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Regulation of cytoplasmic RNA stability: Lessons from Drosophila

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The process of RNA degradation is a critical level of regulation contributing to the control of gene expression. In the last two decades a number of studies have shown the specific and targeted nature of RNA decay and its importance in maintaining homeostasis. The key players within the pathways of RNA decay are well conserved with their mutation or disruption resulting in distinct phenotypes as well as human disease. Model organisms including Drosophila melanogaster have played a substantial role in elucidating the mechanisms conferring control over RNA stability. A particular advantage of this model organism is that the functions of ribonucleases can be assessed in the context of natural cells within tissues in addition to individual immortalized cells in culture. Drosophila RNA stability research has demonstrated how the cytoplasmic decay machines, such as the exosome, Dis3L2 and Xrn1, are responsible for regulating specific processes including apoptosis, proliferation, wound healing and fertility. The work discussed here has begun to identify specific mRNA transcripts that appear sensitive to specific decay pathways representing mechanisms through which the ribonucleases control mRNA stability. Drosophila research has also contributed to our knowledge of how specific RNAs are targeted to the ribonucleases including AU rich elements, miRNA targeting and 3′ tailing. Increased understanding of these mechanisms is critical to elucidating the control elicited by the cytoplasmic ribonucleases which is relevant to human disease. This article is categorized under: RNA in Disease and Development > RNA in Development RNA Turnover and Surveillance > Regulation of RNA Stability RNA Turnover and Surveillance > Turnover/Surveillance Mechanisms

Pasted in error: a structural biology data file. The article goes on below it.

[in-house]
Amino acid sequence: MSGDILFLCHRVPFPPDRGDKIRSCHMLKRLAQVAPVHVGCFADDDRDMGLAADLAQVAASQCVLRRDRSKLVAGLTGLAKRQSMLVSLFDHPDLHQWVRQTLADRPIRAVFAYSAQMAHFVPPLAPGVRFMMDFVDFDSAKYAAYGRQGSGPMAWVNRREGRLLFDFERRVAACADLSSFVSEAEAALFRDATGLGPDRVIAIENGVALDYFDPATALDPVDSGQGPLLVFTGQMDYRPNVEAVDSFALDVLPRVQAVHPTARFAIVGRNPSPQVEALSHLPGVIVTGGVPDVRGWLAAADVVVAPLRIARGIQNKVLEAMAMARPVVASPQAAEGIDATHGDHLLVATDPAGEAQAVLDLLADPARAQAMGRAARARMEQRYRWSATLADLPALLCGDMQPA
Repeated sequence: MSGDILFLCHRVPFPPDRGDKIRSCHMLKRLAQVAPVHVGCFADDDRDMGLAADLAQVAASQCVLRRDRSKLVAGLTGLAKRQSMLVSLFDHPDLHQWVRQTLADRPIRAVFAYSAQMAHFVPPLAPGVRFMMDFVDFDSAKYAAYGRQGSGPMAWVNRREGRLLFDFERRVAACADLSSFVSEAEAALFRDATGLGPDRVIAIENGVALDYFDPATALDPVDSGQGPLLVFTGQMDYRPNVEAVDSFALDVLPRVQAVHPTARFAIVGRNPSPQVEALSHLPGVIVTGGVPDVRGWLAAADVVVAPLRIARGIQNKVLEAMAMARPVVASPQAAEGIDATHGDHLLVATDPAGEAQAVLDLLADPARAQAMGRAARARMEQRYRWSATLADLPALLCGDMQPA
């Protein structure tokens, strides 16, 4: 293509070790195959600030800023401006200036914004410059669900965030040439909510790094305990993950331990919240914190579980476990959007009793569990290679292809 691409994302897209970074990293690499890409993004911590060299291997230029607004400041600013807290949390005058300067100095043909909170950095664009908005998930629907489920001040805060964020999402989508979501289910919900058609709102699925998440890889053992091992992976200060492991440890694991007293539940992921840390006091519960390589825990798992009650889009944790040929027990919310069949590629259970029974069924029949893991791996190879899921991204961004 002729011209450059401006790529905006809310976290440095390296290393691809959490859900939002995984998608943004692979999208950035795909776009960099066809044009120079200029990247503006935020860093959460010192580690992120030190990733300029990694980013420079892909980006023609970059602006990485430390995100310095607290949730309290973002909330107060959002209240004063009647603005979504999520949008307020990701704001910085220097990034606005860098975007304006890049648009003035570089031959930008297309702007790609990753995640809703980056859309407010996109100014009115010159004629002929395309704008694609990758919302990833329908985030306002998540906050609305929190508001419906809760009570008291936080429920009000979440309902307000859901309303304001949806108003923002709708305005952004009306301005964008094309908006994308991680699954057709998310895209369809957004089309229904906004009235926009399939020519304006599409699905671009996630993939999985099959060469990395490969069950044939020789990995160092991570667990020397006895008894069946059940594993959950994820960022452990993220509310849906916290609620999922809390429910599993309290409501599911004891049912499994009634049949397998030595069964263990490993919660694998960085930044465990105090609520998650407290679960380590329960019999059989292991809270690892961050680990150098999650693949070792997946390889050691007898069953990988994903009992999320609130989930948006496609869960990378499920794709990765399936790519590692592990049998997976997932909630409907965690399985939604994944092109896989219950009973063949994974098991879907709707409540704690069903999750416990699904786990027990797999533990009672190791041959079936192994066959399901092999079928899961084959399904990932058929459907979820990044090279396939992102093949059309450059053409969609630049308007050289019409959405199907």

Methods of targeting decay. (a) AU rich elements (AREs) usually within the 3′UTR recruit specific RNA binding proteins (Drosophila TTP homology Tis11 shown). ARE binding proteins subsequently promote 3′→5′ decay by the exosome where in Drosophila Dis3/Tazman (named Rrp44 in S. cerevisiae) provides catalytic activity or 5′→3′ decay by XRN1/Pacman (Pcm). The direction of decay can be transcript and protein specific. (b) miRNAs direct the RNA induced silencing complex (RISC) containing either Ago1 or Ago2 to specific target sites, usually in the 3′UTR, and can promote translational repression at the stages of initiation or elongation depending on the nature of the ago protein. When extensive complementarity is present between a miRNA and its target Ago2‐RISC directs cleavage of the target RNA. Extended repression can also result in mRNA degradation through classical decay pathways. (c) an mRNA can be targeted for decay following nucleotide additions to the 3′ end. Uridylation by a Drosophila terminal Uridylyl transferase (TUTase) named tailor is depicted. This primes the RNA for Dis3L2 mediated decay
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RNA Turnover and Surveillance > Regulation of RNA Stability
RNA in Disease and Development > RNA in Development
RNA Turnover and Surveillance > Turnover/Surveillance Mechanisms

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